A multi-objective evolutionary fuzzy system to obtain a broad and accurate set of solutions in intrusion detection systems
- 101 Downloads
Intrusion detection systems are devoted to monitor a network with aims at finding and avoiding anomalous events. In particular, we focus on misuse detection systems, which are trained to identify several known types of attacks. These can be unauthorized accesses, or denial of service attacks, among others. Whenever it scans a trace of a suspicious event, it is programmed to trigger an alert and/or to block this dangerous access to the system. Depending on the security policies of the network, the administrator may seek different requirements that will have a strong dependency on the behavior of the intrusion detection system. For a given application, the cost of raising false alarms could be higher than carrying out a preventive access lock. In other scenarios, there could be a necessity of correctly identifying the exact type of cyber attack to proceed in a given way. In this paper, we propose a multi-objective evolutionary fuzzy system for the development of a system that can be trained using different metrics. By increasing the search space during the optimization of the model, more accurate solutions are expected to be obtained. Additionally, this scheme allows the final user to decide, among a broad set of solutions, which one is better suited for the current network characteristics. Our experimental results, using the well-known KDDCup’99 problem, supports the quality of this novel approach in contrast to the state-of-the-art for evolutionary fuzzy systems in intrusion detection, as well as the C4.5 decision tree.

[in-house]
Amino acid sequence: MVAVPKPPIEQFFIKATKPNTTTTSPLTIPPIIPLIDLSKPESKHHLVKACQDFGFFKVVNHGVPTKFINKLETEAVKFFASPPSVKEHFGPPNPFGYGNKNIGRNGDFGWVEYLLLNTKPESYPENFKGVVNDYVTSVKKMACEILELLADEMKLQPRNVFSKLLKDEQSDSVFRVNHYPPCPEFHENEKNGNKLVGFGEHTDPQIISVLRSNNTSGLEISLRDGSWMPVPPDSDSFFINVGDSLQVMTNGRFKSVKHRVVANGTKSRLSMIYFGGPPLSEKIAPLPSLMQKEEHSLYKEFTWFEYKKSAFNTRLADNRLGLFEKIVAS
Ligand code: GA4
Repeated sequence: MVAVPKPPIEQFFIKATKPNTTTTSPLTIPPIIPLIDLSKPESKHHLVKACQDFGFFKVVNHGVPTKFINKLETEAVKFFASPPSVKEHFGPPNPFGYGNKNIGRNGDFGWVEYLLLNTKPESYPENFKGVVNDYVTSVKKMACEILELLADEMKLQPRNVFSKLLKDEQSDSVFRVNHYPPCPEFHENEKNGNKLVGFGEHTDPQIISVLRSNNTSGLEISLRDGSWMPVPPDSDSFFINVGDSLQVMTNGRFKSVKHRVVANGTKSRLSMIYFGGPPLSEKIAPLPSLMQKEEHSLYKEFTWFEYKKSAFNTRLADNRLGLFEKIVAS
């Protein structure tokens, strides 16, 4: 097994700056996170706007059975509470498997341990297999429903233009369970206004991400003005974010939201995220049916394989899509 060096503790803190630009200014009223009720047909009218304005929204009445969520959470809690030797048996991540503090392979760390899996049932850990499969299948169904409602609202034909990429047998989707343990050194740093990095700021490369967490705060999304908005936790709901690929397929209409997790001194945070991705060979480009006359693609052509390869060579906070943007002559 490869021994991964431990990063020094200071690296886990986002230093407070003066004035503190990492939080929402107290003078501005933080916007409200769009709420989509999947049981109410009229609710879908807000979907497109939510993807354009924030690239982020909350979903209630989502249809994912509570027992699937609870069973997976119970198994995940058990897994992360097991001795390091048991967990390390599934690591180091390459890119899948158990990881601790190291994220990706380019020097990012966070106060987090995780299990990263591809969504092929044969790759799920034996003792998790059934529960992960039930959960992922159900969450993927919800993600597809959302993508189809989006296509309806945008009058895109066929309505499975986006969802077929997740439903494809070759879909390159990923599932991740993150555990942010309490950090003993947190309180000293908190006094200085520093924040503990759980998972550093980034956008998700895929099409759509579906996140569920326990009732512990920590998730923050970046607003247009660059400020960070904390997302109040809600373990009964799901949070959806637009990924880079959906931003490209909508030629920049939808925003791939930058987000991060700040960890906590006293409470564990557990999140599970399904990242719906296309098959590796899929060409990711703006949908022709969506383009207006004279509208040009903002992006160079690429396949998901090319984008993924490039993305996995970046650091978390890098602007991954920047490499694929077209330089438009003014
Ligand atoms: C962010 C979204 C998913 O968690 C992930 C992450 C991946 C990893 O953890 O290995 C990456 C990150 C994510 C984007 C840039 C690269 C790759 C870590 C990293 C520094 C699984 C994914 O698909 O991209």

KeywordsIntrusion detection systems Computational intelligence Evolutionary fuzzy systems Multi-objective evolutionary algorithms Misuse detection
This paper was funded by King Abdulaziz University, under Grant HiCi. The authors therefore, acknowledge technical and financial support of KAU.
Compliance with ethical standards
Conflict of interest
This article does not contain any studies with human participants or animals performed by any of the authors.
- Branke J, Deb K, Dierolf H, Osswald M (2004) Finding knees in multi-objective optimization. In: Yao X, Burke EK, Lozano JA, Smith J, Guervós JJM, Bullinaria JA, Rowe JE, Tiño P, Kabán A, Schwefel HP (eds) PPSN, Lecture Notes in Computer Science, vol 3242. Springer, New York, pp 722–731Google Scholar
- Guo C, Zhou Y, Ping Y, Zhang Z, Liu G, Yang Y (2014) A distance sum-based hybrid method for intrusion detection. Appl Intell 40(1):178–188Google Scholar
- Patcha A, Park JM (2007) An overview of anomaly detection techniques: existing solutions and latest technological trends. Comput Netw 51(12):3448–3470Google Scholar
- Perona I, Gurrutxaga I, Arbelaitz O, Martín JI, Muguerza J, Pérez JM (2008) Service-independent payload analysis to improve intrusion detection in network traffic. In: Proceedings of the 7th Australasian Data Mining Conference (AusDM08), pp 171–178Google Scholar
- Quinlan J (1993) C4.5: programs for machine learning. Morgan Kauffman, San MateoGoogle Scholar
- Tavallaee M, Bagheri E, Lu W, Ghorbani A (2009) A detailed analysis of the KDD cup 99 data set. In: Second IEEE symposium on computational intelligence for security and defense applications (CISDA09), pp 53–58Google Scholar
- Zhang C, Zhang S (2002) Association rule mining, models and algorithms, Lecture Notes in Computer Science, vol 2307. Springer, BerlinGoogle Scholar